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1.
Journal of the Intensive Care Society ; 24(1 Supplement):7-8, 2023.
Article in English | EMBASE | ID: covidwho-20240667

ABSTRACT

Introduction: Critical care patients commonly have disrupted sleep patterns, with reduction of REM sleep, duration of sleep, increased fragmentation and loss of circadian rhythm.1 Causes include the patients' pathophysiology, medications administered and the busy critical care environment. Data collection showed that our patients were sleeping, on average, for a single block of sleep of 3.5 hours. Delirium rates and its known deleterious effects are highly associated with poor sleep, as well as an impairment of psychomotor performance and neurocognitive dysfunction. Sleep deprivation in the healthy population impairs lymphocyte action, cytokine production and pro-inflammatory balance, as well as a reduction in respiratory function and prolongation of respiratory support.2 Objectives: To firstly measure the sleep quality and explore the reasons behind poor sleep from the patients themselves and to gauge the MDT knowledge and interest in sleep, as a fundamental component of patient management. Then using the results we aimed to improve the duration and quality of the patients sleep on high dependency unit. Method(s): The Adapted Richard Campbell Sleep Questionnaire was given to all patients in the HDU over a 4 week period. Results were analysed, then stored for post intervention comparison. The duration of sleep was documented for all patients and a staff questionnaire was done to assess knowledge and concern of staff. Interventions included a staff sleep awareness week with education and prompts attached to the charting tables promoting sleep. Face masks and ear plugs were freely available to be distributed at the evening ward round. The critical care pharmacist identified medications that could alter the patients ability to achieve REM sleep - e.g. evening administered PPIs, and melatonin was commenced early when sleep was troublesome. Estates fixed soft close doors and soft closed bins supplied for clinical areas. After interventions, there was a further 4 week study period where the above factors were repeated. The need for natural light was highlighted and thus this was optimized in the ward environment and those physiologically able were offered trips outdoors to facilitate normal day night wake cycle. With the COVID pandemic ongoing we also endeavored to limit movement overnight of venerable patients. Result(s): The original data collection was of 45 patients with multiple data points, and the second of 27 patients with multiple data points. Results from the Adapted Richard Campbell Sleep Questionnaire were compared using a one tailed students t test. There were significant increases in the subjective quality of sleep (p=0.046) and quantity of sleep (p=0.00018). Reasons given as to improvement of sleep were reduction in discomfort from monitoring and the bed (p=0.026), reduced ambient light (p=0.031) and reduced impact from the presence of other patients (p=0.002). Conclusion(s): There was marked improvement in the awareness of the importance of sleep within the critical care team after education promoting a change in attitude and culture towards sleep. We are planning a second iteration targeting sedation, noise from monitors and staff and overnight interventions. Although this has been done with level 2 patients, extension to level 3 areas would be beneficial.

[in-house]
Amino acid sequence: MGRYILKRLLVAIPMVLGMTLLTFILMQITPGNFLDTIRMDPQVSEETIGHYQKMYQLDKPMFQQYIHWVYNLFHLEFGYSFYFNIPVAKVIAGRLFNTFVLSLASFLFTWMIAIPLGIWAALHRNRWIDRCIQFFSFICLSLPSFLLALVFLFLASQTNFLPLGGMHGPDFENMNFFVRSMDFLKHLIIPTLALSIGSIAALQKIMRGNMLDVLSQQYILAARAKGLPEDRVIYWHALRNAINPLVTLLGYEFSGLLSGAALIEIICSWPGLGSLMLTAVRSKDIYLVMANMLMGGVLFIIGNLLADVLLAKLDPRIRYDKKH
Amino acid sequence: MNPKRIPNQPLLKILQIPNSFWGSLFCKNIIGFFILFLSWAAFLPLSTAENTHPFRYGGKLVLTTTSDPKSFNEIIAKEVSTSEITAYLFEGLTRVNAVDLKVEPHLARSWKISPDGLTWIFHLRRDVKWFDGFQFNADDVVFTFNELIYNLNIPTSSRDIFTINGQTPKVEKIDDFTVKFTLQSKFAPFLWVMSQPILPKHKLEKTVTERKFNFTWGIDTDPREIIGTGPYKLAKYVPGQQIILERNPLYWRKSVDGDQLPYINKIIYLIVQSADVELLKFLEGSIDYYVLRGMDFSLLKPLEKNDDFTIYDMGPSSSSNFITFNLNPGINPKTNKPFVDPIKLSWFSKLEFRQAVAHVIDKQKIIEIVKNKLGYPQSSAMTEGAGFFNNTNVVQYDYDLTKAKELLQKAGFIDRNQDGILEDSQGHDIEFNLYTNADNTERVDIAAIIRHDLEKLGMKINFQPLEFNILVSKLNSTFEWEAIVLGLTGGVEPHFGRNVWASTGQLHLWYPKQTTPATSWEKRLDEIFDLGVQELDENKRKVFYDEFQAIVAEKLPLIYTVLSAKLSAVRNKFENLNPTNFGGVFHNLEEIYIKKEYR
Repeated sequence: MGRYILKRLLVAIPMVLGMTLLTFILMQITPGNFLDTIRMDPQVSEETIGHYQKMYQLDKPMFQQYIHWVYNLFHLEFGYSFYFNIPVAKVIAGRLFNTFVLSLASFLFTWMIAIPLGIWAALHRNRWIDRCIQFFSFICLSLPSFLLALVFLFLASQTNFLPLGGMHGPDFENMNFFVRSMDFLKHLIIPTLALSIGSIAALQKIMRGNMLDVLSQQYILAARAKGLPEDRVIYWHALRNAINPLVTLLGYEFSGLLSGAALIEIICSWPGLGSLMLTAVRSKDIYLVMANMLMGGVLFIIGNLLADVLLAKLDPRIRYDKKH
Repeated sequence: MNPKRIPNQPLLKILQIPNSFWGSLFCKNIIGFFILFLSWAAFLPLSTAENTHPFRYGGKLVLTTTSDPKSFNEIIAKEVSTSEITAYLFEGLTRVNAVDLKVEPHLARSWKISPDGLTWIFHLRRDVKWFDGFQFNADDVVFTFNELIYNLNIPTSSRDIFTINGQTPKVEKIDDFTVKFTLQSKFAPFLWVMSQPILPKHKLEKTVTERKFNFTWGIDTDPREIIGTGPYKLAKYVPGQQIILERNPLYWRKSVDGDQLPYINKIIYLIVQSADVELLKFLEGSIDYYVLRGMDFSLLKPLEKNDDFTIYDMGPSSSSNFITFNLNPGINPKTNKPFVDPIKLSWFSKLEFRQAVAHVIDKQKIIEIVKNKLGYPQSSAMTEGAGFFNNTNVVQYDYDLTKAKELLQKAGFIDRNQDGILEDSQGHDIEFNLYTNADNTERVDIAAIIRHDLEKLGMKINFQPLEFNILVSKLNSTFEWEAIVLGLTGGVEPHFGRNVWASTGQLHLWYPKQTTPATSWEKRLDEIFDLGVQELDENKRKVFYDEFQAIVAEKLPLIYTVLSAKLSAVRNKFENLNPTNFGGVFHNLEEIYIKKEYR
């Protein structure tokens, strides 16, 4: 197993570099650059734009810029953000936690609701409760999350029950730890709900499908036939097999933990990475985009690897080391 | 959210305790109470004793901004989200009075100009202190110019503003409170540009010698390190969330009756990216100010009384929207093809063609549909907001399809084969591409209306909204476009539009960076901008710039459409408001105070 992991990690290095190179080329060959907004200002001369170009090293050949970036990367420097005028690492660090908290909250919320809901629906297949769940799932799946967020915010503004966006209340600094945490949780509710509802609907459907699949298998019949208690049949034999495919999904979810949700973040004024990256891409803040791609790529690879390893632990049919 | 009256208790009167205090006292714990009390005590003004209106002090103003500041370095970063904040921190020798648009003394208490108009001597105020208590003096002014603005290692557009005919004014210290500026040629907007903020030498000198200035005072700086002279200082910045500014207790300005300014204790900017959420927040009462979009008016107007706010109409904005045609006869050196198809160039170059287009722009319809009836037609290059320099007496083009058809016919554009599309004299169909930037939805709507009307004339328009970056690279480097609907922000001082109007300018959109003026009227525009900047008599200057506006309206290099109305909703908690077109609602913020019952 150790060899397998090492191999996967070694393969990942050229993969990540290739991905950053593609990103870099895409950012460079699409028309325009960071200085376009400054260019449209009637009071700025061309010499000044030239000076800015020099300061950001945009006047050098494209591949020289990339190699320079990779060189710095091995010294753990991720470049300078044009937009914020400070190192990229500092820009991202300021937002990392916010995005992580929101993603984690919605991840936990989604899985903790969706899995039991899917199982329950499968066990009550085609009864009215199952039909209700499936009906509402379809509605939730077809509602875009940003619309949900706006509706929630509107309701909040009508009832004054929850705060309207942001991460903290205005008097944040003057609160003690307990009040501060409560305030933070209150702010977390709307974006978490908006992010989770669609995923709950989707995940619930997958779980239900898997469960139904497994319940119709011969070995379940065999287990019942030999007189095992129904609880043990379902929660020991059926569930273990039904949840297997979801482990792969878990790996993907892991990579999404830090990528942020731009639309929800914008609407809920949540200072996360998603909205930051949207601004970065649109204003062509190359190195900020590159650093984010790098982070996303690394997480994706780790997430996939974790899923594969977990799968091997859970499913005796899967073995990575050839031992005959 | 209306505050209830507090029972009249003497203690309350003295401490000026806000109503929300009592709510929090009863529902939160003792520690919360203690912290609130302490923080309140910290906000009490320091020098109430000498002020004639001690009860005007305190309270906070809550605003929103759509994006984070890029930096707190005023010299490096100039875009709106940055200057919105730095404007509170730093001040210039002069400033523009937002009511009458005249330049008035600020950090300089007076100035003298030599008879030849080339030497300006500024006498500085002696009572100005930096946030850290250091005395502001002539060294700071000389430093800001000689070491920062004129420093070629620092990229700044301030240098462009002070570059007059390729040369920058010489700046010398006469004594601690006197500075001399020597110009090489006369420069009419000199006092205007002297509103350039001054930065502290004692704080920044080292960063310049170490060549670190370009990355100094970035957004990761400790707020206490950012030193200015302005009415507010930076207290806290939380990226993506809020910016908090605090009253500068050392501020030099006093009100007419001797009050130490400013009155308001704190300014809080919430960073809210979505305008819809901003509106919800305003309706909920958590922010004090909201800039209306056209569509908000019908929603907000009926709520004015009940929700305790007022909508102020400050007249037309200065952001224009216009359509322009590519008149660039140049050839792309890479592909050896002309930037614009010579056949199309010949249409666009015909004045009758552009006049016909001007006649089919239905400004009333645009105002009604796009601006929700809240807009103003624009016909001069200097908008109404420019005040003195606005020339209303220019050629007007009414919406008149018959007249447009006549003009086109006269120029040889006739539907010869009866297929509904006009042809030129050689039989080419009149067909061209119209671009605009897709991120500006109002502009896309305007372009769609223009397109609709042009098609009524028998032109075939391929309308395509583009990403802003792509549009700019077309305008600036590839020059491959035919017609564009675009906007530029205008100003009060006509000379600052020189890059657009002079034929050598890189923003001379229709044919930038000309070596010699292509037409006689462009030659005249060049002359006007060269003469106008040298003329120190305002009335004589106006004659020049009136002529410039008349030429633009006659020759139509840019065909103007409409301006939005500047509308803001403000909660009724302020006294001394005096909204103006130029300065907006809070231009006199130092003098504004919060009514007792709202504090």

2.
Critical Care Conference: 42nd International Symposium on Intensive Care and Emergency Medicine Brussels Belgium ; 27(Supplement 1), 2023.
Article in English | EMBASE | ID: covidwho-2312530

ABSTRACT

Introduction: The purpose of this study was to evaluate the functional status and ongoing respiratory symptoms of patients who have been discharged home, who were admitted to the intensive care unit (ICU) with severe COVID-19 disease. Long term complications post critical illness, such as post intensive care syndrome (PICS), are well-recognised [1], however, little data exists specific to COVID-19 ICU survivors. Method(s): Local ethics committee approval was secured. Participants were recruited using the electronic intensive care chart database. All patients, from March 2020 to November 2021, who survived Covid-19 were included. Researchers conducted phone interviews with participants and completed three questionnaires;Katz Index of Independent Living Questionnaire, Karnofsky Performance Status Scale and the American Thoracic Society (ATS) Respiratory Disease Questionnaire. Data was input and analysed using excel and stored on a password encrypted computer. Result(s): Database search revealed 61 patients available, 33 of 61 patients were included. 20 (61%) were male, 13 (39%) were female. Mean age was 58, with a range of 25-81. Mean length of ICU stay was 15 days, with a range of 1-74 days. 15 (45%) patients were intubated. Most common Katz score (range 1-6) was the highest score of 6 in 23 (70%) patients. Most common Karnofsky score (range 10-100) was 60 in 11 (33%) patients, with 31 (94%) scoring < 100. The most frequent ATS shortness of breath (SOB) grade (range 0-4) was 3 in 10 (9%) patients, with 23 (70%) patients scoring > 0. 14 (42%) patients had an ongoing cough, 11 (33%) patients had a wheeze and 0 (0%) patients were on home oxygen therapy. Conclusion(s): This study highlights in the majority of patients who survived severe Covid-19 disease to discharge home, there were serious ongoing limitations to their functional status and exercise tolerance, however, they remained independent of basic activities of daily living.

3.
Journal of Clinical Oncology ; 40(16), 2022.
Article in English | EMBASE | ID: covidwho-2009556

ABSTRACT